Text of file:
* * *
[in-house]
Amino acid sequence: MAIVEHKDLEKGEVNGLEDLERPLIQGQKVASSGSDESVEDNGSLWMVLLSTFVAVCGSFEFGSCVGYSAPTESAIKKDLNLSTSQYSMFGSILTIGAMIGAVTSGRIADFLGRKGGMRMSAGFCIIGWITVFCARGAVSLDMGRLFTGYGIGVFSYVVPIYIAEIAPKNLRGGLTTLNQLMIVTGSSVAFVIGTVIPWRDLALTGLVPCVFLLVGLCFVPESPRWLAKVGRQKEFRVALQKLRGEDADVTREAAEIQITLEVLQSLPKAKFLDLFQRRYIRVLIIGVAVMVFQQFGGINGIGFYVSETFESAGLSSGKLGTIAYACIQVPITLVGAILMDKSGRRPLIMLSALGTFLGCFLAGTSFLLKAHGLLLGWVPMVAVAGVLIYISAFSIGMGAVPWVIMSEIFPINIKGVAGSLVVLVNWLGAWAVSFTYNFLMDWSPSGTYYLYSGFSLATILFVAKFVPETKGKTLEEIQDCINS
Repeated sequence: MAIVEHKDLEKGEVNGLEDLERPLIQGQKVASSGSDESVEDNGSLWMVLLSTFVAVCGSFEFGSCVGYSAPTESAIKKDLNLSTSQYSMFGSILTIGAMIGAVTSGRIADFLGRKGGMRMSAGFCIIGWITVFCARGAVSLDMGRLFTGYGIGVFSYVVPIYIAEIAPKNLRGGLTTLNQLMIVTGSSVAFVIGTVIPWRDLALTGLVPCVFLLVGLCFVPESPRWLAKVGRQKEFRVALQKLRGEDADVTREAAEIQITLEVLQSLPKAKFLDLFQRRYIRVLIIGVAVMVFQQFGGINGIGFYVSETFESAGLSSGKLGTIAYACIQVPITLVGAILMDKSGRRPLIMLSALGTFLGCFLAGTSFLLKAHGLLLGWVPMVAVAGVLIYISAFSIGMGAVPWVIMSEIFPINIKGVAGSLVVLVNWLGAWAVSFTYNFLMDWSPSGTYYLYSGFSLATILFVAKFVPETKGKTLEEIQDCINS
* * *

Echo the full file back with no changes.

[in-house]
Amino acid sequence: MAIVEHKDLEKGEVNGLEDLERPLIQGQKVASSGSDESVEDNGSLWMVLLSTFVAVCGSFEFGSCVGYSAPTESAIKKDLNLSTSQYSMFGSILTIGAMIGAVTSGRIADFLGRKGGMRMSAGFCIIGWITVFCARGAVSLDMGRLFTGYGIGVFSYVVPIYIAEIAPKNLRGGLTTLNQLMIVTGSSVAFVIGTVIPWRDLALTGLVPCVFLLVGLCFVPESPRWLAKVGRQKEFRVALQKLRGEDADVTREAAEIQITLEVLQSLPKAKFLDLFQRRYIRVLIIGVAVMVFQQFGGINGIGFYVSETFESAGLSSGKLGTIAYACIQVPITLVGAILMDKSGRRPLIMLSALGTFLGCFLAGTSFLLKAHGLLLGWVPMVAVAGVLIYISAFSIGMGAVPWVIMSEIFPINIKGVAGSLVVLVNWLGAWAVSFTYNFLMDWSPSGTYYLYSGFSLATILFVAKFVPETKGKTLEEIQDCINS
Repeated sequence: MAIVEHKDLEKGEVNGLEDLERPLIQGQKVASSGSDESVEDNGSLWMVLLSTFVAVCGSFEFGSCVGYSAPTESAIKKDLNLSTSQYSMFGSILTIGAMIGAVTSGRIADFLGRKGGMRMSAGFCIIGWITVFCARGAVSLDMGRLFTGYGIGVFSYVVPIYIAEIAPKNLRGGLTTLNQLMIVTGSSVAFVIGTVIPWRDLALTGLVPCVFLLVGLCFVPESPRWLAKVGRQKEFRVALQKLRGEDADVTREAAEIQITLEVLQSLPKAKFLDLFQRRYIRVLIIGVAVMVFQQFGGINGIGFYVSETFESAGLSSGKLGTIAYACIQVPITLVGAILMDKSGRRPLIMLSALGTFLGCFLAGTSFLLKAHGLLLGWVPMVAVAGVLIYISAFSIGMGAVPWVIMSEIFPINIKGVAGSLVVLVNWLGAWAVSFTYNFLMDWSPSGTYYLYSGFSLATILFVAKFVPETKGKTLEEIQDCINS